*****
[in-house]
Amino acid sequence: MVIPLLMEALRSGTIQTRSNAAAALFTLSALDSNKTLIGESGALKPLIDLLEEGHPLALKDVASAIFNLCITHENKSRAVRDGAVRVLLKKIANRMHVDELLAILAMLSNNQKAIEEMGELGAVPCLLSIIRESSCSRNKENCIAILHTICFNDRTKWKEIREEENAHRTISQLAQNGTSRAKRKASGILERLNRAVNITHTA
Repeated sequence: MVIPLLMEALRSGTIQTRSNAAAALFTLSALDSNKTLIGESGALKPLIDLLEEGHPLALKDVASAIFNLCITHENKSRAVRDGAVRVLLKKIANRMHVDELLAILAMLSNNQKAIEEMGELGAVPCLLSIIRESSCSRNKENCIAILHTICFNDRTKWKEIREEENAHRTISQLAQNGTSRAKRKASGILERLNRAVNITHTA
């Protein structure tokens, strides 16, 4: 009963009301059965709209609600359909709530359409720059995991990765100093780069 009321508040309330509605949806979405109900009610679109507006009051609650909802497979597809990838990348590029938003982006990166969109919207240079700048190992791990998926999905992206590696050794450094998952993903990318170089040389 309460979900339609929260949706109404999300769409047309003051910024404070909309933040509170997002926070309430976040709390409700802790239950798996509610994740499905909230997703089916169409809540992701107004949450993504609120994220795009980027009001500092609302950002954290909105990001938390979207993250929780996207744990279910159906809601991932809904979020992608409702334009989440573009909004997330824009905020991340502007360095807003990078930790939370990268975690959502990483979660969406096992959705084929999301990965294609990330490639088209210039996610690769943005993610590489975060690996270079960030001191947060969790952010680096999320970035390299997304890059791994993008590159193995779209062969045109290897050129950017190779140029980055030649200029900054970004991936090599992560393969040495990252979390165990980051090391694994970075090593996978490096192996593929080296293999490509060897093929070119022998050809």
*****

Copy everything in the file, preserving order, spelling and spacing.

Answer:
[in-house]
Amino acid sequence: MVIPLLMEALRSGTIQTRSNAAAALFTLSALDSNKTLIGESGALKPLIDLLEEGHPLALKDVASAIFNLCITHENKSRAVRDGAVRVLLKKIANRMHVDELLAILAMLSNNQKAIEEMGELGAVPCLLSIIRESSCSRNKENCIAILHTICFNDRTKWKEIREEENAHRTISQLAQNGTSRAKRKASGILERLNRAVNITHTA
Repeated sequence: MVIPLLMEALRSGTIQTRSNAAAALFTLSALDSNKTLIGESGALKPLIDLLEEGHPLALKDVASAIFNLCITHENKSRAVRDGAVRVLLKKIANRMHVDELLAILAMLSNNQKAIEEMGELGAVPCLLSIIRESSCSRNKENCIAILHTICFNDRTKWKEIREEENAHRTISQLAQNGTSRAKRKASGILERLNRAVNITHTA
């Protein structure tokens, strides 16, 4: 009963009301059965709209609600359909709530359409720059995991990765100093780069 009321508040309330509605949806979405109900009610679109507006009051609650909802497979597809990838990348590029938003982006990166969109919207240079700048190992791990998926999905992206590696050794450094998952993903990318170089040389 309460979900339609929260949706109404999300769409047309003051910024404070909309933040509170997002926070309430976040709390409700802790239950798996509610994740499905909230997703089916169409809540992701107004949450993504609120994220795009980027009001500092609302950002954290909105990001938390979207993250929780996207744990279910159906809601991932809904979020992608409702334009989440573009909004997330824009905020991340502007360095807003990078930790939370990268975690959502990483979660969406096992959705084929999301990965294609990330490639088209210039996610690769943005993610590489975060690996270079960030001191947060969790952010680096999320970035390299997304890059791994993008590159193995779209062969045109290897050129950017190779140029980055030649200029900054970004991936090599992560393969040495990252979390165990980051090391694994970075090593996978490096192996593929080296293999490509060897093929070119022998050809």